Career Path

There are a couple of different ways to break into the career field that would ultimately yield a role as a Company Producer.

Hokamzadeh says, “A person could start at a quality control house, mastering house, or as an Assistant/Intern. Then they’d move up to whatever level of Mastering Engineer or Project Manager through the years. It’s kind of all over the place because the aspiring Company Producer needs to develop an understanding of the artistic field they’re going to support while developing business skills.”

Advancement will come with proving responsibility and learning how a company sets up their business. The individual will then either move up with that company or develop relationships with up-and-coming creatives to make their own company. It’s a matter of gaining practical experience and seeing what opportunities present themselves.

When trying to become a Company Manager, Hamed Hokamzadeh says, “I think it would be rare to find a job posting for a Studio Manager or Company Manager. It’s such a diverse sort of role. Anybody interested in pursuing it must start from the bottom. The best way to begin is to start knocking on doors, metaphorically, of post-production companies.

“Once there, work on a couple short films, either as a Business or Creative Assistant. If a person shows that they’ve got drive and decent business skills then eventually they’ll move up as the company expands or as bosses retire/move to new jobs. The way I did it was to create my own company.”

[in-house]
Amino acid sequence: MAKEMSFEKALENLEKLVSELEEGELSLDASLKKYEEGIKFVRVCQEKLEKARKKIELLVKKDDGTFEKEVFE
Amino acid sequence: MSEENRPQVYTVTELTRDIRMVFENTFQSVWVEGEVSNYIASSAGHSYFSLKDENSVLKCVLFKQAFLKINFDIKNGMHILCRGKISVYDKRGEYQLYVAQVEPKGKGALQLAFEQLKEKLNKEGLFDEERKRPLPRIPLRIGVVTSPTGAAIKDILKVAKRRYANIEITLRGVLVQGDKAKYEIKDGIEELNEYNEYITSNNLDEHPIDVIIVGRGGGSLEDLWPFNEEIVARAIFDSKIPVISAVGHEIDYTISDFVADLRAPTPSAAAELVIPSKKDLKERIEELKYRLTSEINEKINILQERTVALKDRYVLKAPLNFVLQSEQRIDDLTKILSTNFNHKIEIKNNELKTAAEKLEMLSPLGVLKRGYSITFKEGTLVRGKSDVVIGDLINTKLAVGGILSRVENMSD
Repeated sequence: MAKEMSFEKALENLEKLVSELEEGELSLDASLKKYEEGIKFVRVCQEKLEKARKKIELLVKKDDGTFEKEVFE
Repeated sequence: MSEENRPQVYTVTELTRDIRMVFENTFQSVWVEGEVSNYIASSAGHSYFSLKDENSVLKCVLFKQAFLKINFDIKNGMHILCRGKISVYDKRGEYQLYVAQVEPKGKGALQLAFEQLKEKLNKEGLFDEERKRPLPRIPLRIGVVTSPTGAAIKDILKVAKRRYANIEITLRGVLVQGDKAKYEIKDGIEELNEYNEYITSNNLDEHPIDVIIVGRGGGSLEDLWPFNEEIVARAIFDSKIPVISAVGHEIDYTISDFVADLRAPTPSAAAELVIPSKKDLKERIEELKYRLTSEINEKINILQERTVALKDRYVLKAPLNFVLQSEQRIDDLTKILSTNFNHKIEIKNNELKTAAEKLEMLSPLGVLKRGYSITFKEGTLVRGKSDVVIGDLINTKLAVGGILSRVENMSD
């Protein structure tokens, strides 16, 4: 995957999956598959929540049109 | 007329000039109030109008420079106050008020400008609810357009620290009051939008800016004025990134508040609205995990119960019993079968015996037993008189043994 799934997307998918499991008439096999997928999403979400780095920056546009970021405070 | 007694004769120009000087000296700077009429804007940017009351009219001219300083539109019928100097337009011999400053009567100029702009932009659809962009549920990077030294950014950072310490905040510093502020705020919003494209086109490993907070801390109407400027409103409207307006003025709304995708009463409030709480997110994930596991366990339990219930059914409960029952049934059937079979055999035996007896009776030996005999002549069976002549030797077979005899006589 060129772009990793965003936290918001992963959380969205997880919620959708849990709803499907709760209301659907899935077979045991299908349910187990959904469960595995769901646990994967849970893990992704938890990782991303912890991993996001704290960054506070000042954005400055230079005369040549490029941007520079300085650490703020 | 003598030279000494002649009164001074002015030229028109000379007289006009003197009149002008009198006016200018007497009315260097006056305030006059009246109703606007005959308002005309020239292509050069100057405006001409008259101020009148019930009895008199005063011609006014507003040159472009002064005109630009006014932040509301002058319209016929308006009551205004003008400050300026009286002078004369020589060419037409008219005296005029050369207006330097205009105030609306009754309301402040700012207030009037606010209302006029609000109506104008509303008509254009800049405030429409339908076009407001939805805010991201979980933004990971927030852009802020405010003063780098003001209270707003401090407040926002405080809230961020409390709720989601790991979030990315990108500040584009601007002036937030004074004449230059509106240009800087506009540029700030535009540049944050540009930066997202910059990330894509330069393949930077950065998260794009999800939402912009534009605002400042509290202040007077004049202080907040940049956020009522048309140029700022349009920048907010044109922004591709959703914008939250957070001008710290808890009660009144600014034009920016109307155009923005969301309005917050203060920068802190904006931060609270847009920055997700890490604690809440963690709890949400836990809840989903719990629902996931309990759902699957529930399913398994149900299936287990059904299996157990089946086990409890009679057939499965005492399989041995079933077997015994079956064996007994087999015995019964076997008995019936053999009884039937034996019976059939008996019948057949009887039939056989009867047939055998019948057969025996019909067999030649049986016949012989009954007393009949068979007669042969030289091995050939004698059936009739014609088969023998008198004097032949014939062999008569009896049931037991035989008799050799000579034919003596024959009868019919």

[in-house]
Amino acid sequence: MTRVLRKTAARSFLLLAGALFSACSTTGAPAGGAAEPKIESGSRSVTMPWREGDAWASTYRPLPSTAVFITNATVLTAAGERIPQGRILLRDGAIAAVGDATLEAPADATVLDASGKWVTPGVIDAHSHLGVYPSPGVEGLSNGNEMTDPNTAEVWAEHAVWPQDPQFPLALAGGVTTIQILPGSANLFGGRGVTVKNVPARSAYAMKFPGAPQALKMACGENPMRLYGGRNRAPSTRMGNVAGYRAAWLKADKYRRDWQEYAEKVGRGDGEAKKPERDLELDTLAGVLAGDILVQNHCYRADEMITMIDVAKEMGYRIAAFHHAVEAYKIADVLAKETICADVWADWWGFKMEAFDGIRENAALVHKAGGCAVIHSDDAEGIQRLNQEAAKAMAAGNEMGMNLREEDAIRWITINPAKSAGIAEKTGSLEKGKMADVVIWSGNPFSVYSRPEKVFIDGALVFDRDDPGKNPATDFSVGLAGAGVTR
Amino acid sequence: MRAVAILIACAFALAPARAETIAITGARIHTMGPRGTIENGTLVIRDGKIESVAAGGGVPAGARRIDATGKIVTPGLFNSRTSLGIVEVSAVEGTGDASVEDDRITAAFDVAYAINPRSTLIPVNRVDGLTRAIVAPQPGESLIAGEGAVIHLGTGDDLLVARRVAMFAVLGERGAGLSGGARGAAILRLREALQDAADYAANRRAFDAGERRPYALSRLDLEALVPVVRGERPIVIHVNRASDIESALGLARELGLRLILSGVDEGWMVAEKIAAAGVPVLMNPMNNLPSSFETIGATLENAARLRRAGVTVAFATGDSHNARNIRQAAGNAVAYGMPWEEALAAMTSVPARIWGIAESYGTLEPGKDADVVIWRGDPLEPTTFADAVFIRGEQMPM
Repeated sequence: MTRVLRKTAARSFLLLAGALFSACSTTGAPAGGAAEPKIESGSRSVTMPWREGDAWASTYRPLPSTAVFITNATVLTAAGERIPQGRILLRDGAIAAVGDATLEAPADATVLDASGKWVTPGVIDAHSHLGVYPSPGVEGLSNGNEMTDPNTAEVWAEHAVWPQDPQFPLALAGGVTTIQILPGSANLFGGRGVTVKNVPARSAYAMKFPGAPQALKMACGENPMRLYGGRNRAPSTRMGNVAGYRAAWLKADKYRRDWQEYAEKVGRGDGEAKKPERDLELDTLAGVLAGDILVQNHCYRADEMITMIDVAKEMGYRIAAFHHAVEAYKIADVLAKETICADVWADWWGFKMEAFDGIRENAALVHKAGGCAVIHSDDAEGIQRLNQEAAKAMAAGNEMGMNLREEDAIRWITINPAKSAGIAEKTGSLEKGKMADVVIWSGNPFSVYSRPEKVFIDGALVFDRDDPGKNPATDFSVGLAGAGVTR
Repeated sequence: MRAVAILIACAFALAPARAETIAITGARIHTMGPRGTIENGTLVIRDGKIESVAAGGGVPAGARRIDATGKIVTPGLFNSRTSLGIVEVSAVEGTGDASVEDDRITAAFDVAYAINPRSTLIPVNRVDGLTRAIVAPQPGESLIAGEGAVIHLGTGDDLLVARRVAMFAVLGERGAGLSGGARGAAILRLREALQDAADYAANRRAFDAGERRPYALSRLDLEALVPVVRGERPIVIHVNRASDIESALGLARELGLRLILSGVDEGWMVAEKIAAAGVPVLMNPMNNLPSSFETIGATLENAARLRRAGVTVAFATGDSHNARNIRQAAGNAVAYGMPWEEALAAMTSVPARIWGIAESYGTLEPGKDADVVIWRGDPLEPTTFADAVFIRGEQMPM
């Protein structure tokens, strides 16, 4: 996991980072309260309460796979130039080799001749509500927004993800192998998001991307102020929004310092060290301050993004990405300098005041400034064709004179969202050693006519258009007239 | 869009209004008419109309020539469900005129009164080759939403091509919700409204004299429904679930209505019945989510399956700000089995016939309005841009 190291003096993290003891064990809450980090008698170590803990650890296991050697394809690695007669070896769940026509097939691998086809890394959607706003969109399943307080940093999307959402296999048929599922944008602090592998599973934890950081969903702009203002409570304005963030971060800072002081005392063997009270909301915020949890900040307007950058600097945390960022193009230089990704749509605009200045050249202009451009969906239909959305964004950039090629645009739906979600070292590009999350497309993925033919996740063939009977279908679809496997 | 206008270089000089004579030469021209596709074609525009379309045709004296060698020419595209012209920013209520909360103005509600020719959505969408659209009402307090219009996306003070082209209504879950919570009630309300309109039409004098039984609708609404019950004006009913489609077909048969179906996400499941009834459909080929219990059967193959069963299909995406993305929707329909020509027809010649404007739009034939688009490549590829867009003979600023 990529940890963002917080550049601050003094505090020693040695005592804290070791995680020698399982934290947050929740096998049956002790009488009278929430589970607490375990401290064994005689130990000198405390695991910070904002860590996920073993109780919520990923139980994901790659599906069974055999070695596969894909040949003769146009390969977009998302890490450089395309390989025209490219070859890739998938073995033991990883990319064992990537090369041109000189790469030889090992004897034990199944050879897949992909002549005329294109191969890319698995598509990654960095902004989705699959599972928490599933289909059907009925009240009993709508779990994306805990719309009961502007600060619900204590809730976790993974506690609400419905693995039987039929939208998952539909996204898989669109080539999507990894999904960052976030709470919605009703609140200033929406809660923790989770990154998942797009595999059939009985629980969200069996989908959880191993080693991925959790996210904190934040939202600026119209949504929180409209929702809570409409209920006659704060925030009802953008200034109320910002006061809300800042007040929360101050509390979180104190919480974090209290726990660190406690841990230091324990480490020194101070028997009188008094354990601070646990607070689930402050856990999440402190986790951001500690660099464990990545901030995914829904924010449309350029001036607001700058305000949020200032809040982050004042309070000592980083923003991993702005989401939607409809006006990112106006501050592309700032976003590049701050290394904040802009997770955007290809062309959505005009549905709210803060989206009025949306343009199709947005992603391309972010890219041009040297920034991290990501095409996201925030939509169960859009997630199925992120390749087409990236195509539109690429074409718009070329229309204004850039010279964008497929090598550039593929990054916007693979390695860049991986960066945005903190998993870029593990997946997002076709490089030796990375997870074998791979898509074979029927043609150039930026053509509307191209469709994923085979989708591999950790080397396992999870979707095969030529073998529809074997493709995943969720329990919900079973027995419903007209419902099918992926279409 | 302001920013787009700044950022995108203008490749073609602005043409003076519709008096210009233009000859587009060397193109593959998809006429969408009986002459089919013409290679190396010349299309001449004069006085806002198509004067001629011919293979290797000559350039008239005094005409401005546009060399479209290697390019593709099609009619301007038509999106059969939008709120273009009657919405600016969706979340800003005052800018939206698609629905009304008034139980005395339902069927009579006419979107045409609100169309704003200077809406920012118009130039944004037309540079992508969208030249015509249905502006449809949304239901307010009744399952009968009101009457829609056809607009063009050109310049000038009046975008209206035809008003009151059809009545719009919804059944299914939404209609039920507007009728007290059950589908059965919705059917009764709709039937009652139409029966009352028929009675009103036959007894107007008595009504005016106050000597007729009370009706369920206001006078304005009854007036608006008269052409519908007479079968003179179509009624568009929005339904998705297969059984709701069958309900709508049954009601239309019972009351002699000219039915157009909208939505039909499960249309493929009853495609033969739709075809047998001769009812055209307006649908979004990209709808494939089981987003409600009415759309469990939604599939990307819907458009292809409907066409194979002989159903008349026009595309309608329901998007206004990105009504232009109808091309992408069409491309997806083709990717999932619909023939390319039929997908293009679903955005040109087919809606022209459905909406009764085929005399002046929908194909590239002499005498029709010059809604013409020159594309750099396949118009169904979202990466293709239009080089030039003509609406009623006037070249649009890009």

No matter how someone prepares, there is always a steep learning curve with creating a company. However, it also has the benefit of jumping in and not waiting on others. Usually, entry-level opportunities come after contacting a lot of companies and expressing interest a couple of times.

  • Gain business experience by taking classes or attending a certificate program.
  • Practice managing people. This can be in any sense, as long as staffing employees and timelines are involved
  • Do as many different jobs within the desired sector of the post-production community. The better a Company Producer understands the jobs of their creatives the more capable they’ll be of fighting for them.
  • Get your foot in the door of a post-production company. It may not be the number one place to work, but it’s an opportunity to learn.

Experience & Skills

The prior experience and special skills required to become a Company Producer are usually learned by working within a post-production company. Hokamzadeh recommends, “People should do a couple projects within the field where they want to work. That could be sound editing work, color correction, or visual effects.

“It can also be good to go on set and see how things are recorded. This gives a perspective on how the assets are being made. It can also be good to gain some experience managing people but that doesn’t necessarily have to come from the film industry.

A lot of starting a career as a Company Producer and getting good at it is just doing it. Hustle and learn along the way. There’s really no set path that will yield a specific result.” This position is a synthesis of art and business that is unique to the entertainment field. The best way to develop the skills for it is to start doing it.

Working in the entertainment industry can be tough. There are a lot of big personalities and the deals are constantly changing because almost every job is set up in a freelance format. Additionally, it’s very competitive so there is always a possibility that clients will be poached if a strong relationship isn’t formed.

Hokamzadeh advises, “The Company Producer has to be super chill and very well organized. They are very focused and goal-oriented but also need to know when to push when doing sales.”

Sometimes a deal is made to create a relationship for the future. However, they’re also balancing the workload with available employees’ schedules and making enough money to keep the lights on. Dealing with very big personalities is always a factor when brokering a deal.